Tunis to decide ‘by Saturday’ on Salafist rally ban

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The Tunisian government will decide by Saturday whether to allow or ban Salafists from holding their annual congress, the interior minister said on Friday, warning however “death threats” from radical Islamists will not be tolerated.

“The final decision will be taken today or tomorrow,” Lotfi Ben Jeddou told Kalima radio.

“The government will not be swayed by death threats,” he added.

Rached Ghannouchi, who heads the moderate Islamist ruling party Ennahda, said earlier this week that the government had banned the hardline Salafist movement, Ansar al-Sharia, from holding their congress in the historical central city of Kairouan on Sunday.

Angered by the comments, the group vowed to go ahead with the gathering and warned that the government would be responsible should violence erupt.

“We are not asking permission from the government to preach the word of God, and we warn against any police intervention to prevent the congress from taking place,” Ansar al-Sharia spokesman Seifeddine Rais told a news conference in Tunis on Thursday.

“The government will be responsible for any drop of blood spilt,” he said, adding that more than 40,000 people were expected at the Sunday gathering, the group’s third, in Kairouan.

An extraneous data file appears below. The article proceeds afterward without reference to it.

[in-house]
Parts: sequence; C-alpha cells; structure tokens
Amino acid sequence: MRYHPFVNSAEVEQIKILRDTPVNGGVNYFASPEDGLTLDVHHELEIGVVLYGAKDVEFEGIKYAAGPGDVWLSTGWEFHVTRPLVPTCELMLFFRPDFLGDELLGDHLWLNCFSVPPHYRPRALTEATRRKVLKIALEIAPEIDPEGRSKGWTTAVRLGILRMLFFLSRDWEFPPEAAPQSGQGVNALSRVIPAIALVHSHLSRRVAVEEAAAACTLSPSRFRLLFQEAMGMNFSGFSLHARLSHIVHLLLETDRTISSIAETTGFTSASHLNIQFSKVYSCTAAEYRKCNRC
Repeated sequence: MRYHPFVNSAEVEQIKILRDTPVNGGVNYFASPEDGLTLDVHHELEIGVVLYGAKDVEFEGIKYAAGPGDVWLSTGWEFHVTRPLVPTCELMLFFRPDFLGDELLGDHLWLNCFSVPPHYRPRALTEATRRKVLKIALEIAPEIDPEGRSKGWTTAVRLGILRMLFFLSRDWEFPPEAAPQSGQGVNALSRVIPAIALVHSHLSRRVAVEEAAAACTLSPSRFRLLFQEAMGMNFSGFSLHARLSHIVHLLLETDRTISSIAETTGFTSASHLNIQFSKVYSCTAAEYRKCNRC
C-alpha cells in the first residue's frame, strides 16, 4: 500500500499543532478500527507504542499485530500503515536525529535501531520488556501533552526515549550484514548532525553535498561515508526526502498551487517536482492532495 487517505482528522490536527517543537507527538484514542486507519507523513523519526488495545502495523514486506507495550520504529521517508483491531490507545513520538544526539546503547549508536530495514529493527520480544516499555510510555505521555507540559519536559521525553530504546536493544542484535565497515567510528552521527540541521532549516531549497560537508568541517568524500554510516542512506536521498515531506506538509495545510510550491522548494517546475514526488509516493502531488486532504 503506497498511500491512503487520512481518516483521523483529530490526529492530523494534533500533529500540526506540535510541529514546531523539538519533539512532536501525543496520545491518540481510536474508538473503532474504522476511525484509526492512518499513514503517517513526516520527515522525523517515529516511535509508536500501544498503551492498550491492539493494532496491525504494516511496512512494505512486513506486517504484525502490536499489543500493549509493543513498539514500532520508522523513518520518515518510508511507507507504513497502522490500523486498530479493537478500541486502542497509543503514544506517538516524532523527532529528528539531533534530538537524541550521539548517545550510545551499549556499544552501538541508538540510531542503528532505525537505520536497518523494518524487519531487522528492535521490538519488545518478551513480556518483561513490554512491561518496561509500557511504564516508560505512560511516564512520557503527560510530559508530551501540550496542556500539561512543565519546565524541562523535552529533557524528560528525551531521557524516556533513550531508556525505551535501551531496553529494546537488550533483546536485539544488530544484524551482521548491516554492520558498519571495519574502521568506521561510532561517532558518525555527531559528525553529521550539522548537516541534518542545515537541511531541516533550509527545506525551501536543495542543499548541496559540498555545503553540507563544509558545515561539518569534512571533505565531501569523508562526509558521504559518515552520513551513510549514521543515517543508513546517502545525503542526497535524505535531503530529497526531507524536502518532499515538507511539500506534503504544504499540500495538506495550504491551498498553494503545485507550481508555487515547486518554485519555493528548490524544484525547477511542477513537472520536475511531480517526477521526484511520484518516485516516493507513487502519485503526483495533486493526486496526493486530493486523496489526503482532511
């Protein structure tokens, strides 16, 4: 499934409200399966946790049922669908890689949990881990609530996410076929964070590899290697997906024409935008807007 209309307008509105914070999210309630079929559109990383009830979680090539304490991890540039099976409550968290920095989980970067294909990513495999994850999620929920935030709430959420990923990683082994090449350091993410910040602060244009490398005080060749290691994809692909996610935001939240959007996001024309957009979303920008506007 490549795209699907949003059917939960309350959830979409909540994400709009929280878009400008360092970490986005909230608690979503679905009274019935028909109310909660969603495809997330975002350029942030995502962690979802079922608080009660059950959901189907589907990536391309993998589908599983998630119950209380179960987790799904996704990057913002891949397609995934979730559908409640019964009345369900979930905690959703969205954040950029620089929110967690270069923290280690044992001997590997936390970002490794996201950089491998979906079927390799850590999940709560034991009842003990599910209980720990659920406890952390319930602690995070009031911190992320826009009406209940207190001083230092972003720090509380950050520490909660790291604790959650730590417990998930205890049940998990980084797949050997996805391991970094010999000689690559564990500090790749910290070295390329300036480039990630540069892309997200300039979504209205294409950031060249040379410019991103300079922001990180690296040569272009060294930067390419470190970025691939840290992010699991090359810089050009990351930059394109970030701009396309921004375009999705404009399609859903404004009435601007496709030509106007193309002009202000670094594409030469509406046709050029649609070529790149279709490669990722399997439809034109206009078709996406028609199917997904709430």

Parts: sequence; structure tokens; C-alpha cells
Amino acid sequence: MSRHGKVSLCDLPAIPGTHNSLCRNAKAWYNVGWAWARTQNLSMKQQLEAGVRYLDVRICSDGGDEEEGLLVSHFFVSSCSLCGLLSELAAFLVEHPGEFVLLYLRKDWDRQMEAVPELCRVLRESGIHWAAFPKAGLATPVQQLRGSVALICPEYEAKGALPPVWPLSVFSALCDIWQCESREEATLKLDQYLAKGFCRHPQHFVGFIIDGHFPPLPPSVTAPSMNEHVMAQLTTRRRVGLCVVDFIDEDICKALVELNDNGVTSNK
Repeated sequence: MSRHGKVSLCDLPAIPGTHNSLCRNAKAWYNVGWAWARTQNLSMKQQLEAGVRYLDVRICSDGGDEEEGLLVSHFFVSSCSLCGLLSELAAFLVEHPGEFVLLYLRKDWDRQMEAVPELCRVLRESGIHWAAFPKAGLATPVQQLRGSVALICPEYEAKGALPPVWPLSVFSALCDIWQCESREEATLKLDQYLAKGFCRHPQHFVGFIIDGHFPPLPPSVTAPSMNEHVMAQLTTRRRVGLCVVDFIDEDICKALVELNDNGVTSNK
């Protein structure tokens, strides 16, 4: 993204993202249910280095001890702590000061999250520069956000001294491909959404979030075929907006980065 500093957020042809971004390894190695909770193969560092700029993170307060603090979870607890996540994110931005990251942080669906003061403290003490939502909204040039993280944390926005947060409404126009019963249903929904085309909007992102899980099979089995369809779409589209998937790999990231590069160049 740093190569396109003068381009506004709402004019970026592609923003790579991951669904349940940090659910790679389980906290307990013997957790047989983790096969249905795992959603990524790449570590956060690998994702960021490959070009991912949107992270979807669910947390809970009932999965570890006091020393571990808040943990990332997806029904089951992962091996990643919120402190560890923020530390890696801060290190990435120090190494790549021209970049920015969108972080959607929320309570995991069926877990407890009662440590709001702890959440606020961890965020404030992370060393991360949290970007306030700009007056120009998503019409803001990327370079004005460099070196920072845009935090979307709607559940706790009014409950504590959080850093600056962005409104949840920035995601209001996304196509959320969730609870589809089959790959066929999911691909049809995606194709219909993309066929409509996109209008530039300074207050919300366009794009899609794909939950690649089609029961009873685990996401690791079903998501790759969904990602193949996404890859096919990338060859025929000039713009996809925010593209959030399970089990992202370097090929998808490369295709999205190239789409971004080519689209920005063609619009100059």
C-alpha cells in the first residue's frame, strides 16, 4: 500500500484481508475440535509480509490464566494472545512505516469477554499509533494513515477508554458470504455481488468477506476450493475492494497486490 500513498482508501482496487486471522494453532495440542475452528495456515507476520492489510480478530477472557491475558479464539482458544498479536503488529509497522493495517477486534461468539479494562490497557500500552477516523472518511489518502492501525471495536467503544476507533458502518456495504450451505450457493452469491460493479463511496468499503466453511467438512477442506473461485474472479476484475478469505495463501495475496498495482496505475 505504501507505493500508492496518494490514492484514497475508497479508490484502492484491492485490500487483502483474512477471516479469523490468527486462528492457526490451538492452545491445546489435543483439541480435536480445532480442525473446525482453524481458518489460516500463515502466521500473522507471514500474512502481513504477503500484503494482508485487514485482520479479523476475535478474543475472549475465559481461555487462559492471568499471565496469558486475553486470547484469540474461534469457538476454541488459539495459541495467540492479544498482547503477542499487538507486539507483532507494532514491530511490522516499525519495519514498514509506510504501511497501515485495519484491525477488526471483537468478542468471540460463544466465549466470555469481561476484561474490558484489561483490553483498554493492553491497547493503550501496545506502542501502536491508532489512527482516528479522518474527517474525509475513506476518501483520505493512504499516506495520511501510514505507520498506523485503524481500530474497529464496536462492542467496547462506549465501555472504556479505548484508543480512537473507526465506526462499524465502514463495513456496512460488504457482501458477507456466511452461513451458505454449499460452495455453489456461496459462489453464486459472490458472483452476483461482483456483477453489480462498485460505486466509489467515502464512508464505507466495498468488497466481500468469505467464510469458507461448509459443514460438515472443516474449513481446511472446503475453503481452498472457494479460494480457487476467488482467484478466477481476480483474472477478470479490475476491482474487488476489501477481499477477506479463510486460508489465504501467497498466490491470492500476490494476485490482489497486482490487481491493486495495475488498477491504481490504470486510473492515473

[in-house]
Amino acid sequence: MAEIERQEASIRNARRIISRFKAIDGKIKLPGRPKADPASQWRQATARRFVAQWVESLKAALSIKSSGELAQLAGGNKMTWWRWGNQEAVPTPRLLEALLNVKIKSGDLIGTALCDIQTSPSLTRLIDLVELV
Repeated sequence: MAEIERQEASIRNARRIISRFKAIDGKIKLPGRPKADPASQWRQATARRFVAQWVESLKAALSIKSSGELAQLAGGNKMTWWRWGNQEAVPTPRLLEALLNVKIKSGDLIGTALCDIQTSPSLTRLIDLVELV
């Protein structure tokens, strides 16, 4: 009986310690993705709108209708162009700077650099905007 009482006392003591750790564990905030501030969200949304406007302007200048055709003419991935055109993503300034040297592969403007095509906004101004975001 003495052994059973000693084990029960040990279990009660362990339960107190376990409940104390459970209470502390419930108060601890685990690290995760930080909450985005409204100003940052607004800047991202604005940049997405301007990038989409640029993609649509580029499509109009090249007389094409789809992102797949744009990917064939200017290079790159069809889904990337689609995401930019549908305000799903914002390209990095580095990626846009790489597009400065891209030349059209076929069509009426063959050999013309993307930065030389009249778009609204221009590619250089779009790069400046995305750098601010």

Prime Minister “Ali Larayedh will answer for his policies before God,” Rais said, adding that “the Salafist movement is the object of systematic discrimination.”

Minister Ben Jeddou on Friday warned that the government would not tolerate unrest.

“We have special forces to protect Tunisia,” he said.

“We do not accept death threats or incitement to hatred. We do not accept to be treated as tyrants.”

Ben Jeddou urged the Salafists to embrace “wisdom, integrate political life, accept others and renounce physical and verbal violence.”

Salafists advocate an ultra-conservative brand of Sunni Islam, and Ansar al-Sharia is considered the most radical of the extremist groups that emerged in Tunisia after the 2011 revolution that overthrew veteran strongman Zine El Abidine Ben Ali.

Since the uprising, Tunisia’s security has been severely challenged by the rise of militant Islamists, who are blamed for a wave of violence across the country.